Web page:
Conclusion: This article has explored the importance of telemedicine in Australia and has considered the remote and rural Australian access to telemedicine. Moreover, the barriers in uptake of telemedicine and the challenges faced by the organizations are also mentioned. The challenges of security, lack of technological skills and lack of internet facilities are mentioned in this article. The solutions of these challenges including collaboration between different departments of organizations and government to reduce the barriers in uptake of telemedicine are mentioned in this article.

Garg, V., & Brewer, J. (2011). Telemedicine security: a systematic review. Journal of diabetes science and technology, 5(3), 768-777.Hjelm, N. M. (2005). Benefits and drawbacks of telemedicine. Journal of telemedicine and telecare, 11(2), 60-70.Jang-Jaccard, J., Nepal, S., Alem, L., & Li, J. (2014). Barriers for delivering telehealth in rural Australia: a review based on Australian trials and studies. Telemedicine and e-Health, 20(5), 496-504.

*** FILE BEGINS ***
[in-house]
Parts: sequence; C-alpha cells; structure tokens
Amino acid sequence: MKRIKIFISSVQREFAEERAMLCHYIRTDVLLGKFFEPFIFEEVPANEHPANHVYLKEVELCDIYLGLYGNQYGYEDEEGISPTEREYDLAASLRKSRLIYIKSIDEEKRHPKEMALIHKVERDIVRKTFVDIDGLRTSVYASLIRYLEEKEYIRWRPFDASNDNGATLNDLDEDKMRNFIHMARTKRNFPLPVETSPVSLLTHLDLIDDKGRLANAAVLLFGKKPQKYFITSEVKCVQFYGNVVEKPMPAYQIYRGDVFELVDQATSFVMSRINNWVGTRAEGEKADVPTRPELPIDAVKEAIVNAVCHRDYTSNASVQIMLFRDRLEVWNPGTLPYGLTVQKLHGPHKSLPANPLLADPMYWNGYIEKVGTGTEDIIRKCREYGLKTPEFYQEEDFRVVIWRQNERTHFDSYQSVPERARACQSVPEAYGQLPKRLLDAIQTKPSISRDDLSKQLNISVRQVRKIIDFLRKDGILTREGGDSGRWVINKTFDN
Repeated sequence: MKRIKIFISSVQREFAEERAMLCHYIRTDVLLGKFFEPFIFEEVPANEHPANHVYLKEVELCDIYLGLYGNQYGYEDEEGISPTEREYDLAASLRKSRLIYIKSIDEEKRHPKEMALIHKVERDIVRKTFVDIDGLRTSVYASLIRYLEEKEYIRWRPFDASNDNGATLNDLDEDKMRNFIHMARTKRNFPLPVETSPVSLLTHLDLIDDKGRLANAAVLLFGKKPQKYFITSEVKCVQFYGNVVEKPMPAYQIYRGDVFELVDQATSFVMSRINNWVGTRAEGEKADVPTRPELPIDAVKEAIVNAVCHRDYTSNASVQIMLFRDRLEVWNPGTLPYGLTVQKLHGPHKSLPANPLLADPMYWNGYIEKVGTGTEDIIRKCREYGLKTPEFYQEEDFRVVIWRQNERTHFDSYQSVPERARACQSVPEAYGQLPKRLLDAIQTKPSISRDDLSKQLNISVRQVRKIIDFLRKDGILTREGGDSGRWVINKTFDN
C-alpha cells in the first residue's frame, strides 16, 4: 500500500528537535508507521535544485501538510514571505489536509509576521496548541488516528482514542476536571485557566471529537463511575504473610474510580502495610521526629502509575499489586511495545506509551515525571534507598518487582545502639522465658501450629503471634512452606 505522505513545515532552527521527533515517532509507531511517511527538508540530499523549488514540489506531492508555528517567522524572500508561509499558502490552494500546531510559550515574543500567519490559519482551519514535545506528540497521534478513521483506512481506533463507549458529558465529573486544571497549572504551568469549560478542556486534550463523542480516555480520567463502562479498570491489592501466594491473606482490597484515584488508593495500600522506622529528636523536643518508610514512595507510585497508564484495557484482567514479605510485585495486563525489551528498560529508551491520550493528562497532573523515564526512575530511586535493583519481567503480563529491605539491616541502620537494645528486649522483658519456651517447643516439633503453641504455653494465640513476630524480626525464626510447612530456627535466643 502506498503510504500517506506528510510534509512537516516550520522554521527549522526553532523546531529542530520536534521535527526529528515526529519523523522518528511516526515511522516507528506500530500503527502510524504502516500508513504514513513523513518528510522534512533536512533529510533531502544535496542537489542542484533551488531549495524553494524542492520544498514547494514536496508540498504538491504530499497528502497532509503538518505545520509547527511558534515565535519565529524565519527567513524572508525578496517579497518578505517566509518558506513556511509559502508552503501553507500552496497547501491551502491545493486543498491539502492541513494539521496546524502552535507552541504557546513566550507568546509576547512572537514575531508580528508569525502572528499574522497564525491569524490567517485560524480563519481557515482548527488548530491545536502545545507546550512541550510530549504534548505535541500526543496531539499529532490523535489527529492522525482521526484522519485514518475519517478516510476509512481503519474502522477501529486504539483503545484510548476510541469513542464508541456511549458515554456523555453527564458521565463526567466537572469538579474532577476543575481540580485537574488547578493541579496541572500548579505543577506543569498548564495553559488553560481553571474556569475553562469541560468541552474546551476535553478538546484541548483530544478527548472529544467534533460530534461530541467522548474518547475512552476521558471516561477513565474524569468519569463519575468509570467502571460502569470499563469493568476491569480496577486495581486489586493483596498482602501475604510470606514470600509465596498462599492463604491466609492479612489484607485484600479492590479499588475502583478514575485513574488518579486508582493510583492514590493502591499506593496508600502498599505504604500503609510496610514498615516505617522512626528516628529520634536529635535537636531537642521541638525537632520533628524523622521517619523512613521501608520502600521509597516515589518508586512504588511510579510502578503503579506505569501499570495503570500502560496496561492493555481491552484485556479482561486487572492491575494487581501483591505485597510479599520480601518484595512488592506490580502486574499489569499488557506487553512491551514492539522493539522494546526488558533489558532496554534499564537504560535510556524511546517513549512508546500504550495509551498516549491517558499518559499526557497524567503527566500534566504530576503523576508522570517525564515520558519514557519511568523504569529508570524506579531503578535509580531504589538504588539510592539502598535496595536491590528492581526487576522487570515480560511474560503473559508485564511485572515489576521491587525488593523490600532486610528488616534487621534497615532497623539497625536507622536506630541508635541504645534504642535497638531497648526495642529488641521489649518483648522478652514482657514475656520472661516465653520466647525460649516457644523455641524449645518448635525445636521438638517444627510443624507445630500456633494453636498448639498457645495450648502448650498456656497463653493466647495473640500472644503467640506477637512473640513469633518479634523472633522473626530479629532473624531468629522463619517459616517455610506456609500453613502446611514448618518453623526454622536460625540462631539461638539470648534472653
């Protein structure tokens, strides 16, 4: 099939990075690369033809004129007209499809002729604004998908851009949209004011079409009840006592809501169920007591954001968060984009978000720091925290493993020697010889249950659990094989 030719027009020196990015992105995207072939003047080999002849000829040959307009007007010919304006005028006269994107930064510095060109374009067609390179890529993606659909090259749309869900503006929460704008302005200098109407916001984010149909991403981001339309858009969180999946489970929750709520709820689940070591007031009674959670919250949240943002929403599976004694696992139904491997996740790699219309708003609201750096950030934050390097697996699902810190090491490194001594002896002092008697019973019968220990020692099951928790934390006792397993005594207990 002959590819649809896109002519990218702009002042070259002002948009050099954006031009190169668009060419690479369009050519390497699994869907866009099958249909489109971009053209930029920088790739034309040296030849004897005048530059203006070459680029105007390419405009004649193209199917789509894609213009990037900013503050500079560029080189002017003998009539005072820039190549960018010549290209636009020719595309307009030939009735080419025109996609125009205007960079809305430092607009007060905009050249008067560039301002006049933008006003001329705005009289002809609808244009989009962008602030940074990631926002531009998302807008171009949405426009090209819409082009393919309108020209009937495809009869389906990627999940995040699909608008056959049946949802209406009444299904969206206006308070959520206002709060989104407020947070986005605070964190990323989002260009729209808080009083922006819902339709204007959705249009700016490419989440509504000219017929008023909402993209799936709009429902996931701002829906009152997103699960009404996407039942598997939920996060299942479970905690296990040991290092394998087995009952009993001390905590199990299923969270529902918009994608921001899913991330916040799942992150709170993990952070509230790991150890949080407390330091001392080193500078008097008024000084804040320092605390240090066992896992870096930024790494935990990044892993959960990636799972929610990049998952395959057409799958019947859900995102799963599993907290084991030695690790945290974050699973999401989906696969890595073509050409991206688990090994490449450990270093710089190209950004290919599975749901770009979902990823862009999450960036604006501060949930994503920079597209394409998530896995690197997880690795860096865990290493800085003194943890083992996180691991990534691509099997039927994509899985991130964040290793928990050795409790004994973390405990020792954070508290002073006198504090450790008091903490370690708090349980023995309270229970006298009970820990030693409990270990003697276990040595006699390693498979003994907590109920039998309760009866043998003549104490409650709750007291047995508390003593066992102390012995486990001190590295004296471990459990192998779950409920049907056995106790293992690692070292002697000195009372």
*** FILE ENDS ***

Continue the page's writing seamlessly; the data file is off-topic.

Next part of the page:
Paul, D. L., Pearlson, K. E., & McDaniel, R. R. (1999). Assessing technological barriers to telemedicine: technology-management implications. IEEE Transactions on engineering management, 46(3), 279-288.

Shaqrah, A. A. (2010). Adoption of telemedicine among health care services: The strategic adoption. Journal of E-health Management, 19, 66-74.Wade, V., Soar, J., & Gray, L. (2014). Uptake of telehealth services funded by Medicare in Australia. Australian Health Review, 38(5), 528-532.